Thai talks with insurgents hit an impasse

VIOLENCE CONTINUES: Thai security personnel inspecting the aftermath of a bomb attack by suspected militants in Yala province, south of Bangkok, last Saturday. Eight soldiers were killed.


    Jul 02, 2013

    Thai talks with insurgents hit an impasse

    THE Malaysian-brokered peace talks between the Thai government and insurgents from the country's embattled southern region have hit a brick wall, with unreasonable demands by the militants cited as a key factor.

    "They are making demands knowing the Thai government can never grant them," said Mr Don Pathan, a security analyst based in Yala province in southern Thailand.

    In a phone interview with The Star, he said the demands of the Barisan Revolusi Nasional Coordinate (BRN-C), which is in talks with Bangkok, included dropping the hunt for suspected militants and the granting of diplomatic immunity to the negotiators.

    "Politically and legally speaking, it's impossible," he said.

    According to Mr Pathan, the BRN-C is one of the long-standing Malay-Muslim separatist organisations that surfaced in the late 1960s to take up arms against the Thai state.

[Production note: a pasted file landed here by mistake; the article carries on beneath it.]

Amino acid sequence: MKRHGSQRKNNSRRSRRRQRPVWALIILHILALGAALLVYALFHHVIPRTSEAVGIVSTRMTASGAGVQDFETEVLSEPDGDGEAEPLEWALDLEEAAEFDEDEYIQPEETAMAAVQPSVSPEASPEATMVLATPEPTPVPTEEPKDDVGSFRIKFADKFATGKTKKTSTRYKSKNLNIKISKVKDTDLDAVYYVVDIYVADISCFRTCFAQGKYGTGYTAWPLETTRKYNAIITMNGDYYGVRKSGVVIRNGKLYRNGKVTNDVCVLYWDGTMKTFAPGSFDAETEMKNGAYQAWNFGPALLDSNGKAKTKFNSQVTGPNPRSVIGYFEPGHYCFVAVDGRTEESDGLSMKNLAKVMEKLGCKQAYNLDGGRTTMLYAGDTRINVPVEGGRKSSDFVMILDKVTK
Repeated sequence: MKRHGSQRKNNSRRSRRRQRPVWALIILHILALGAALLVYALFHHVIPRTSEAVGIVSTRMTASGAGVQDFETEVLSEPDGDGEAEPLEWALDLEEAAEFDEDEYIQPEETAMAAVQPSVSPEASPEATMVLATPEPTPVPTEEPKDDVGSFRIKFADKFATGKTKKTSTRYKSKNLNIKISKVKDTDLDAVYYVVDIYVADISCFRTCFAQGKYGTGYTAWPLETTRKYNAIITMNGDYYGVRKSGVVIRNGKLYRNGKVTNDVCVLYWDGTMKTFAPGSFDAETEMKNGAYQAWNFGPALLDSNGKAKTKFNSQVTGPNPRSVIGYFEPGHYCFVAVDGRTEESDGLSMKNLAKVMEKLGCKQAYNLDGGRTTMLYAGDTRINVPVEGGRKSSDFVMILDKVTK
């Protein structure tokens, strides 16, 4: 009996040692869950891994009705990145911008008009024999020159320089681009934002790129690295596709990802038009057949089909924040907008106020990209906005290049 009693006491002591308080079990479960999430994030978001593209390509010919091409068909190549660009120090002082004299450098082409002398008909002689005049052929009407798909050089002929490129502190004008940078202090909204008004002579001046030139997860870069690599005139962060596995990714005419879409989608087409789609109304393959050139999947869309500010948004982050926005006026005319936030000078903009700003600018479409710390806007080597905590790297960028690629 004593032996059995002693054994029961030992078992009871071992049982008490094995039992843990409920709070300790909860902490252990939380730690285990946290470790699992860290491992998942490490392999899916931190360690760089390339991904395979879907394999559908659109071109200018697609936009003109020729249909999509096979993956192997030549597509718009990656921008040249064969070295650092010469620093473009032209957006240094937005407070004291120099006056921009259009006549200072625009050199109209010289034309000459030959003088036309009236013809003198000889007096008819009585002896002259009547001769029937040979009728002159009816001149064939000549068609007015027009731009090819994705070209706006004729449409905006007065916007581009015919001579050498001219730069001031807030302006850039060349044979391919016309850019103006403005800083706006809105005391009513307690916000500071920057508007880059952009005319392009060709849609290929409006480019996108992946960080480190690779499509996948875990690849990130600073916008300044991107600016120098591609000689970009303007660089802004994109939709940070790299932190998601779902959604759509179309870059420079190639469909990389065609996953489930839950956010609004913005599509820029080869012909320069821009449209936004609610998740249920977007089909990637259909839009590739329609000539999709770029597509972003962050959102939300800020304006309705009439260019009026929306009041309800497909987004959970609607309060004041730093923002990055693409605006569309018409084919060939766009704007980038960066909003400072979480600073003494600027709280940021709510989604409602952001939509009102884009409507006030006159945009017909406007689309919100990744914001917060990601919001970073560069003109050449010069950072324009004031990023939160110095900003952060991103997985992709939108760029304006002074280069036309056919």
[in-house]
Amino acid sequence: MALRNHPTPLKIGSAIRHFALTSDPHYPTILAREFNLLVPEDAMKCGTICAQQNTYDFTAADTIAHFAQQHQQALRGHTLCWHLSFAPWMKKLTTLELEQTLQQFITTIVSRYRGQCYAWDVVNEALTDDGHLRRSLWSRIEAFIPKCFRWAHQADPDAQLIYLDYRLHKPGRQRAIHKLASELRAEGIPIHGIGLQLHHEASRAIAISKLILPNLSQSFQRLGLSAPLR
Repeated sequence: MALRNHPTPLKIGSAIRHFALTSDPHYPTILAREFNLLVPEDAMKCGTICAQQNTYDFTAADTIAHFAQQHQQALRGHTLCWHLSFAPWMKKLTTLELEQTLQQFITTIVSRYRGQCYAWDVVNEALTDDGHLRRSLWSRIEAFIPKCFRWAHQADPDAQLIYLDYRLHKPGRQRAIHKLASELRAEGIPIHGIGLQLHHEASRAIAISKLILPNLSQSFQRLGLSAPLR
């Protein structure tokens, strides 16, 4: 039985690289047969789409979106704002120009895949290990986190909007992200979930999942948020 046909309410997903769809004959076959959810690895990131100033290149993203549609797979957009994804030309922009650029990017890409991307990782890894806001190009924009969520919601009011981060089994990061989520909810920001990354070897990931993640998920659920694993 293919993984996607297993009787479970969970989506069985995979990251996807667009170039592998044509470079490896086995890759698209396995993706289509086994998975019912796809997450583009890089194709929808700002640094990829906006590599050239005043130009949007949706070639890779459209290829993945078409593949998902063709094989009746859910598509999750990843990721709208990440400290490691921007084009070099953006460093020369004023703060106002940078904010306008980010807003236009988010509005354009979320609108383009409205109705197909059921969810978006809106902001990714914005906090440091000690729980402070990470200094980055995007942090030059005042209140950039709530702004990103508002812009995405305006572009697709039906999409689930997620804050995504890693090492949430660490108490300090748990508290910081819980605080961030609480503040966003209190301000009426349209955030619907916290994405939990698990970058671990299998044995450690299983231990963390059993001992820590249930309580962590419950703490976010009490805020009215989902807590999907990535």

He pointed out that Mr Hassan Taib, the BRN-C "liaison officer" at the talks, was not even in the inner circle of the insurgent group that emerged in the 2000s.

    "He doesn't have command and control on the ground. The BRN-C is using him to antagonise the Thai government and see their reaction," said Mr Pathan.

    In February, the Yingluck Shinawatra government and BRN-C signed a deal in Kuala Lumpur to hold talks with one another. It was a historic deal as it was the first time Bangkok had agreed to meet the militants to end the nearly decade-long conflict.

    They have held several rounds of talks, the latest being on June 13 in Kuala Lumpur. However, violence is still going on despite the talks.

    Dr Panitan Wattanayagon, a Chulalongkorn University security expert, said that both sides had to work on the planning and preparation stage first.

    He said both sides were not even at the negotiation stage, but had already come up with their own position and demands.

    "It makes the process more complicated. The ground rules should be set for negotiations first.

    "A hard position will be met by an even-harder position. This is not good in the long run," said Dr Panitan in an e-mail message to The Star.